What will it look like?

The Atari VCS sports a slim form factor and grooved, black plastic. The standard version will have a glossy black front plate, but a limited Collector’s Edition, available only through pre-order, will sport swanky wood paneling on the front similar to the classic 2600 system. Were it not for the glowing Atari logo on the front, you might not realize that this is a video game console.

What kind of hardware are we talking about?

The full specs, according to the Indiegogo campaign, are as follows:

Specification Measurement 
Unit dimensions 14.5″ x 5.3″ x 1.6″
Unit weight 3 pounds
Materials Plastic, metal, wood
Operating system Linux OS based on Ubuntu (Linux Kernel 4.10)
Compatible systems Linux
Power Low TDP architecture — less heat and noise
Connections HDMI 2.0, 2.4/5GHz Wi-Fi, Bluetooth 5.0, Gigabit Ethernet, 4xUSB 3.0
External inputs Classic joystick, modern controller, microphone
Storage 32GB eMMC, external HD, SD card
Memory 32GB eMMC
CPU Bristol Ridge A10
GPU Radeon R7
HDCP integration HDCP 2.2
Second screen (screencasting) Yes.
Cloud Storage Yes. Additional service offering.
Required internet connection Not for classic gaming but required to access all features
Cross game chat Skype, Discord, etc.
Voice commands 4-front facing mic array
Subscription needed? No. Includes cloud and other services.
Live streaming Yes with
Mouse & keyboard support Yes

It’s entirely possible that some of these specifications could change over time, particularly regarding processors, as Atari actually hasn’t made its final decision on which it would utilize. We will update the specifications table as newer information is provided.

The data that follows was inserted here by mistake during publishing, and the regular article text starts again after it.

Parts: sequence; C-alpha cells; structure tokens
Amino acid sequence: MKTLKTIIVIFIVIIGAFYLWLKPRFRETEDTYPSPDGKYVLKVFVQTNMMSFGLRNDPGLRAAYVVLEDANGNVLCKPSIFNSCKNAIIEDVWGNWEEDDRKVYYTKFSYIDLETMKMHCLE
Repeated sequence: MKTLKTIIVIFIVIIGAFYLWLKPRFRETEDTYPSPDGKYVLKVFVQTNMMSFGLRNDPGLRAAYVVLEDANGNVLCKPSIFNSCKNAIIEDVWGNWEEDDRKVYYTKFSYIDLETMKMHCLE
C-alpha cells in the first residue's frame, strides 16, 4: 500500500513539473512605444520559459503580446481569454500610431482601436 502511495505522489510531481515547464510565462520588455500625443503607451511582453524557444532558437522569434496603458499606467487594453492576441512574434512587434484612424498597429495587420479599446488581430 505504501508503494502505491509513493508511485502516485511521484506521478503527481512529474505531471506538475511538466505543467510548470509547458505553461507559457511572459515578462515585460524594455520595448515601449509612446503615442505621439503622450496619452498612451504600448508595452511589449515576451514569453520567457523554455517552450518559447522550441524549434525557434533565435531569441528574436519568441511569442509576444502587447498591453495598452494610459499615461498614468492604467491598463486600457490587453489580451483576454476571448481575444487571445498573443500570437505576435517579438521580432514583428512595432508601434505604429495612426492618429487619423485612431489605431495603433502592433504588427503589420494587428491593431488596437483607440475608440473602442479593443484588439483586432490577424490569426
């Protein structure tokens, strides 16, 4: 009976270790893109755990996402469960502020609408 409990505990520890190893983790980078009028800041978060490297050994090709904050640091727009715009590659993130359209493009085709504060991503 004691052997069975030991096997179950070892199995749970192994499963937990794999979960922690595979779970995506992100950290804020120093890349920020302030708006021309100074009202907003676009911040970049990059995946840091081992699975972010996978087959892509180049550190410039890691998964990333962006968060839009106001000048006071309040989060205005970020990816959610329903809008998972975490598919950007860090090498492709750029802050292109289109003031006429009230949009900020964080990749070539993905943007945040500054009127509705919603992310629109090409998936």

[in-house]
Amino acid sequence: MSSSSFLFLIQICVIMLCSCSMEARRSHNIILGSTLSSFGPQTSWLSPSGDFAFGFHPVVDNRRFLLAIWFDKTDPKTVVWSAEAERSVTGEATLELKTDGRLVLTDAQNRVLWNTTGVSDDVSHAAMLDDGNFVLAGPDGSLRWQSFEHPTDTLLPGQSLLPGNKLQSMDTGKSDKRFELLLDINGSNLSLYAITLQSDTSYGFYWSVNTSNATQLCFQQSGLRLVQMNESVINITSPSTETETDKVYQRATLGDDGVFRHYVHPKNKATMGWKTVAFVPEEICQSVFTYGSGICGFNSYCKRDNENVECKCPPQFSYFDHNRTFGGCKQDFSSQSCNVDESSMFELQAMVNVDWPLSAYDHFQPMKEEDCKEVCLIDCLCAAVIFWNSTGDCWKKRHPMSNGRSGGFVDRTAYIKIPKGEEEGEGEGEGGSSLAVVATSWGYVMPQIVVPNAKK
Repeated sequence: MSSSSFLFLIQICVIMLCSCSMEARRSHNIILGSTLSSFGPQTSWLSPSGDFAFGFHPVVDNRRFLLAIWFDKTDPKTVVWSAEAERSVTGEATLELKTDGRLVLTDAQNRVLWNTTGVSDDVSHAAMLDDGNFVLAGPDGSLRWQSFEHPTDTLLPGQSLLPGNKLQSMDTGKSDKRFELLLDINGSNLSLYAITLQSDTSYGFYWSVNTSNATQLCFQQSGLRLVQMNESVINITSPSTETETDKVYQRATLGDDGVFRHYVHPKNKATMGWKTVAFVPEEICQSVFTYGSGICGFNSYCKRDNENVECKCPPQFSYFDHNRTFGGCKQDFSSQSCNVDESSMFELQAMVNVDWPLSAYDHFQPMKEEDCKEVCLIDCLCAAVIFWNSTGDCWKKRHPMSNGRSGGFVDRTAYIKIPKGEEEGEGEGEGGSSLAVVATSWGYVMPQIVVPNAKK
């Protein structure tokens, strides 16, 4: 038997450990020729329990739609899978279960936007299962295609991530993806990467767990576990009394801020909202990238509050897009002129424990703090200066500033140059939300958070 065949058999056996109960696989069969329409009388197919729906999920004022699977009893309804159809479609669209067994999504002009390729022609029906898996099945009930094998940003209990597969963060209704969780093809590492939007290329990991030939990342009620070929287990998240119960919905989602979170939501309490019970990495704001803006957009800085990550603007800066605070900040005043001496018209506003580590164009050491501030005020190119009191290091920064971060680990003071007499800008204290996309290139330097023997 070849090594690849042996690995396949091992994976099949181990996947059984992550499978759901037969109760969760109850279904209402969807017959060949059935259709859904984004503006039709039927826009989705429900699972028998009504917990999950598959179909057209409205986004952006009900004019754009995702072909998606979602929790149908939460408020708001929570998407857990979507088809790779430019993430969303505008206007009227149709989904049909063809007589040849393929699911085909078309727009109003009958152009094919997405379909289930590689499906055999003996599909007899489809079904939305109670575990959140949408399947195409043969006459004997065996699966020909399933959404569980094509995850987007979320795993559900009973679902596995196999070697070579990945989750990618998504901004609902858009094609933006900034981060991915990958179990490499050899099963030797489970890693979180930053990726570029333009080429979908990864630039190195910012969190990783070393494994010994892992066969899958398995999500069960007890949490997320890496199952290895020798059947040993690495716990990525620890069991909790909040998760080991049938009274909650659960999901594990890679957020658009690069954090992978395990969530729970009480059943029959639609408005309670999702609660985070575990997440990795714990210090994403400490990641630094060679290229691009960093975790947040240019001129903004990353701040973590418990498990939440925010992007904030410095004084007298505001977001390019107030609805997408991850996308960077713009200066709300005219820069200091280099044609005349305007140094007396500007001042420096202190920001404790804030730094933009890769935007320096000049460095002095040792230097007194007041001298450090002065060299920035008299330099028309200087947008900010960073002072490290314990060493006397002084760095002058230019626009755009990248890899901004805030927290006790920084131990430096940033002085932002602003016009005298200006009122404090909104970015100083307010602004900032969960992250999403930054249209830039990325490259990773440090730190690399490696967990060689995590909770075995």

What games will it play?

One of the biggest sticking points for potentially interested players is that we still have no official confirmation on any of the games, old or new, that will be available to play on it. At launch, the Atari VCS will include more than 100 classic Atari games pre-loaded “in their original arcade and/or 2600 formats.” Atari still has not released a list of what games will be included, however. In addition to original Atari games that come in the box, an online marketplace will provide access to “countless new and classic games from both Atari and a host of partner studios and publishers,” including both reimagined old school games and wholly new, exclusive titles. Atari has released a list of confirmed third-party development partners (see below):

Availability and price?

The Atari VCS is currently on track to ship in spring 2019. Atari is now taking pre-orders for it via Indiegogo. The console starts at $220.

In addition to the standard black console and the Collector’s Edition, which was available for pre-order for a limited time, Atari will also be offering a “Tribute Edition,” which features a similar wooden design. The $379 “All In” bundle includes the console, a retro-style controller, and a modern controller. A $300 version without the accessories is also available, and a black bundle packaged with the accessories will set you back $300, as well.

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Kevin Parrish